My grandmother’s pumpkin pie was legendary.
Her crust was crisp and flaky. The filling was thick, creamy and heavenly spiced. Every Thanksgiving my entire family would gather at Nanny’s home for a delicious, traditional, holiday meal complete with all of the fixings and most importantly the PUMPKIN PIE! I’ve kept her recipe safely tucked away in my hand-written recipe notebook, for years, thinking I was protecting a family heirloom. It turns out her recipe can be found on the back of E.D.SMITH PURE PUMPKIN cans. Be sure to buy the pure pumpkin as opposed to the pre-mixed pie filling. It is so not the same!
I love Thanksgiving; an opportunity to celebrate the land’s bounty and pay homage to everything I cherish. We celebrate Thanksgiving in mid-October in Canada due to our earlier harvest time. Mom’s cooking this year’s dinner, but the weather today made me start thinking about a harvest celebration. We have a glorious outdoors Sunday market in Queen’s Square here in Saint John. It’s three blocks from our house, so Ralph, Fynnigan and I strolled down to do a little shopping and photo snapping. Organic vegetables, free-range eggs, hand-made breads, flower posies, artisan products and hot food vendors were out in all their splendor. I knew that I would be working on a pumpkin pie post before I left the house. As we walked through the market I was over whelmed with the glory I felt around me: friends that we haven’t seen since the Spring, a brilliant autumn sun warming up the cool breeze off the bay, food vendors stalked to the rafters, happy people and children playing. It made me feel grateful to be home and for my life. I decided my pie would be more appropriately named ‘grateful pie’.
GRATEFUL PIE AKA PUMPKIN PIE
Makes enough pastry for 3 – 9” pies
Preheat oven 425*F
5 cups all – purpose flour
½ teaspoon baking powder
1 teaspoon salt
2 tablespoons brown sugar
1 lb TENDERFLAKE LARD, room temperature
1 tablespoon white vinegar
- Place flour, baking powder, brown sugar and salt in a large mixing bowl and stir well.
- Cut lard into the flour with a pastry blender until it resembles a coarse meal.
- Beat egg in the bottom of a one-cup measure.
- Add vinegar then fill cup with ice water.
- Pour mixture over flour and combine with a fork until it forms a mass. At this point, I put on a pair of disposable rubber gloves and finish working the lard into the flour.
- Place pastry on a floured surface and knead several times.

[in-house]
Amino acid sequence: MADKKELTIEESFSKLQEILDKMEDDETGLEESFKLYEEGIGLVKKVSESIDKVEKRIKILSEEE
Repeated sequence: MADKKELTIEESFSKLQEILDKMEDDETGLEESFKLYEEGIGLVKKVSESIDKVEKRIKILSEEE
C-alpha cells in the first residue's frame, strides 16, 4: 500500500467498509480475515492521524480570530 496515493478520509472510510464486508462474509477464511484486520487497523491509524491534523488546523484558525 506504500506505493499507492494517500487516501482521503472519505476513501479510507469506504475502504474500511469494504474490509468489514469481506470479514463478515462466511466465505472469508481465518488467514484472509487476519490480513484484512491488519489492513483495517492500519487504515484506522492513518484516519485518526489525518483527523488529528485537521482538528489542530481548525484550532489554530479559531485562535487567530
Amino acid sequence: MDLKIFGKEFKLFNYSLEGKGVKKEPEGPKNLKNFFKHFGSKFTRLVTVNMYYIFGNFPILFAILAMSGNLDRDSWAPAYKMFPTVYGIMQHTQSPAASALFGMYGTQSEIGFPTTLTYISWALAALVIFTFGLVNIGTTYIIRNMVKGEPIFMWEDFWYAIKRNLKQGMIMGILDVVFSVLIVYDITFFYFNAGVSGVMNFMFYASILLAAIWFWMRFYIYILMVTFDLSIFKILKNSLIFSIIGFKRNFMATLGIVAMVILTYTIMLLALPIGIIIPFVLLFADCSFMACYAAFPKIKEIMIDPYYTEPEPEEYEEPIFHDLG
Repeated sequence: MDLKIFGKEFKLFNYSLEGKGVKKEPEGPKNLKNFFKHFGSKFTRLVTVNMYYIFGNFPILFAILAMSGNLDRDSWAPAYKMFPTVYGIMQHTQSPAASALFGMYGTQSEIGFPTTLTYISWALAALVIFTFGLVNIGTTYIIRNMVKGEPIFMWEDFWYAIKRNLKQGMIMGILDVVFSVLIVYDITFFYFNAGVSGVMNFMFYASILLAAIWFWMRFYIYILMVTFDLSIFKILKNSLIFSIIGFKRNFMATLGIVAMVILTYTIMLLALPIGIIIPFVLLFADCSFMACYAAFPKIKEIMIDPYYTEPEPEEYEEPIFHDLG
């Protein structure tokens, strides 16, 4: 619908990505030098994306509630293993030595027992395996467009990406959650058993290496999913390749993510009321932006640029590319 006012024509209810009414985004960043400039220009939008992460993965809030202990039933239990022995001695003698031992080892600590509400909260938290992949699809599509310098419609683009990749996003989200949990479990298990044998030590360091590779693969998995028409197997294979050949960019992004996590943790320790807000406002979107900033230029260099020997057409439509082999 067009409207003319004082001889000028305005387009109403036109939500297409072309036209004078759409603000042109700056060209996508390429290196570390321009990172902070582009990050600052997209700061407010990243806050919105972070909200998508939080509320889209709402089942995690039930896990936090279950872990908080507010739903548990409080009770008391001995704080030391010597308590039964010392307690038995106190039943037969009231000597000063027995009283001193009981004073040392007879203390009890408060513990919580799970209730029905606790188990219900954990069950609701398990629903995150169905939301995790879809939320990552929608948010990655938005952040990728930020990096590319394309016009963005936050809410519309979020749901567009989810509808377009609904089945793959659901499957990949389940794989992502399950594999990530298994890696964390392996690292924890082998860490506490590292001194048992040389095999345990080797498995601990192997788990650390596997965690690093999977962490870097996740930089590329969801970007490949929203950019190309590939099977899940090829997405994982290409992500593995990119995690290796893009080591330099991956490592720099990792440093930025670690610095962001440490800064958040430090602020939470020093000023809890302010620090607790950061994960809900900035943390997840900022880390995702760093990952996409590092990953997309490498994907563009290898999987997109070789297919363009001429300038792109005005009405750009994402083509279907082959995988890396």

- Flour surface again and roll out one piece of dough to ¼“ thickness.
- Add more flour if the pastry is sticking.
- Make sure that you are applying even pressure on your rolling-pin so that your pastry is able to bake evenly!
- With a dry pastry brush, sweep off excess flour from the top of the pie dough.
- Starting at one end of pastry, roll up pastry on the rolling-pin.
- Place rolling-pin on pie plate and unroll on top of pie plate.
- Gently push pastry into pie plate.
- 2 eggs
- 1/2 can E.D.SMITH® Pure Pumpkin
- 1 cup packed brown sugar
- 1 tsp ground cinnamon
- 1/2 tsp ground nutmeg
- 1/4 tsp ground ginger
- 1/4 tsp salt
- 3/4 cup evaporated milK
- 1 9-inch unbaked pie shell
- Beat eggs lightly in medium bow.
- Add the pumpkin, sugar, spices and evaporated milk.
- Blend everything together well.
- Pour filling into pie shell.
- Bake at 425ºF for 15 minutes.
- Reduce oven temperature to 375ºF and continue baking 35 to 45 minutes longer or until knife inserted in centre comes out clean.
- Serve at room temperature or chilled with whipped cream.
THE LOVE: Use a clear glass pie plate so you can see the bottom of the pie crust to be sure your crust is golden brown and cooked through. You can see in my photos that I used a pottery pie plate. I’ve cooked this pie so many times, I have the timing down pat. Also, any extra pastry can be well wrapped and frozen up to three months.
If there’s a farmer’s market near where you live, take advantage of the opportunity to support your local grower’s. Soon the snow will fly and we’ll all be forced to eat fruit and vegetables very different from the beauties harvested in your part of the world.
Thanks for reading.
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